Article Title



E. Murphy1, Y. An1, S-R. Lee1, R. Wood2

1New Mexico State University, Las Cruces, NM, 2Boise State University, Boise, ID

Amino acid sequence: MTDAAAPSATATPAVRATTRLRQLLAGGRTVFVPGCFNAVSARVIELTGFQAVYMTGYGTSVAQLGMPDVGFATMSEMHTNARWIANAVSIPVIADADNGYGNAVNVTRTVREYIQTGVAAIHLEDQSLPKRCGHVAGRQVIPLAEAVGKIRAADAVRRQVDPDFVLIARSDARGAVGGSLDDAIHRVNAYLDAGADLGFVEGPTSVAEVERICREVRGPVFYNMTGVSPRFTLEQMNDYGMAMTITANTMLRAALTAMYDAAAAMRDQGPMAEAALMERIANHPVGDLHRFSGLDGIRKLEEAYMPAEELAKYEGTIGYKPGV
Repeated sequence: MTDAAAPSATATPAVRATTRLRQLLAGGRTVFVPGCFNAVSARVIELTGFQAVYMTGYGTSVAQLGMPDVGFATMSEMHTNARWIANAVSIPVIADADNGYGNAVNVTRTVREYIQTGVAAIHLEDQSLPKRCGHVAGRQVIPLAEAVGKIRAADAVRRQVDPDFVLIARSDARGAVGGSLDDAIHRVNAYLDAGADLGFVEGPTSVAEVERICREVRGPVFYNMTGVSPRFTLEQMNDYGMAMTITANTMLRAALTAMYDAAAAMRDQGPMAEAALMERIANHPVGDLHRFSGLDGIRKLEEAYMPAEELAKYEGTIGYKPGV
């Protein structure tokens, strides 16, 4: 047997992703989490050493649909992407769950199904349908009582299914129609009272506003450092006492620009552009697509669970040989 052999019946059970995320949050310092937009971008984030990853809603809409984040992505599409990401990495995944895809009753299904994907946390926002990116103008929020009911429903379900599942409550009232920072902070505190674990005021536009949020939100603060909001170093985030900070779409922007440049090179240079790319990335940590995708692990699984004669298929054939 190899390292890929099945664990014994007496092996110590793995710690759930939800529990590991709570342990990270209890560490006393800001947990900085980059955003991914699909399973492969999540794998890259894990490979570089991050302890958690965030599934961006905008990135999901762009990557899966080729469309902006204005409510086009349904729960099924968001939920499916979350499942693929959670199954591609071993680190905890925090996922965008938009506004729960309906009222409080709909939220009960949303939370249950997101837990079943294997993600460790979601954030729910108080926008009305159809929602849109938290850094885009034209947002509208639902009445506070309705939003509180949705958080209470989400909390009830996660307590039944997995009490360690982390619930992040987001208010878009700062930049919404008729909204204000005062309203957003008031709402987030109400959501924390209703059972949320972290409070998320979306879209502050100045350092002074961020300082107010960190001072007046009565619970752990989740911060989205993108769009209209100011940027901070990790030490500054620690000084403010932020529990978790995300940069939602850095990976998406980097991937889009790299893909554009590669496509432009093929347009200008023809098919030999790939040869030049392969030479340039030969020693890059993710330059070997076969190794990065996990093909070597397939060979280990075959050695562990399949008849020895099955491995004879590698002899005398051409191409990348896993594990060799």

Rising from supine to an upright position has the potential to evoke dizziness, and thereby presents a risk of falling. Surprisingly, little evidence is available to characterize the functional consequences of rising from a supine position. The Timed Up-and-Go (TUG) test is commonly used to describe the risk of falling in older adults. Recently, we have established that the percentage of time spent in the active propulsion (APT) phase of the gait cycle is inversely associated with history of falls. PURPOSE: To determine the reliability of TUG time and APT following supine and seated rest, and to assess the main effect of position on TUG time and APT. METHODS: 40 older adults (age=73.5±1.0 yrs, height = 165.8±7.9 cm, weight = 74.0±16.2 kg) completed the TUG after at least 10mins of seated and supine rest on two separate days, one week apart. The order of the conditions was randomized. TUG time to completion was recorded and gait data were collected using a force-plate embedded walkway. APT was derived as the proportion of the gait cycle when center of gravity exceeded the base of support in single limb stance to contralateral heel contact. Intraclass correlations (comparing day 1 to day 2 values) were used to determine the determine the reliability of our measures. The main effect of resting condition (seated v. supine) was tested by applying repeated measures ANOVA to day 1 observations. RESULTS: ICC of TUG time after seated rest was 0.91, p<0.001, and after supine rest was 0.95, p<0.001. ICC of APT after seated rest was 0.74, p<0.001 and 0.74, p<0.001 after supine rest. There were significant main effects of condition on time to complete the TUG (10.3±0.4 seconds versus 11.9±.7 seconds after seated and supine rest respectively, p<0.001), and APT (69.3±4.1% and 56.3±4.9% after seated and supine rest, respectively, p<0.05). CONCLUSION: TUG time and APT during the TUG are reliable following either supine or seated resting conditions. These data support the hypothesis that physical function is poorer and risk of falls is heightened immediately after rising from supine rest compared to seated rest. The risk of falls following supine rest is further evident by an average TUG time approaching 12 seconds. These results may assist clinicians in more appropriate screening, and in developing treatment strategies to reduce falls risks and falls.

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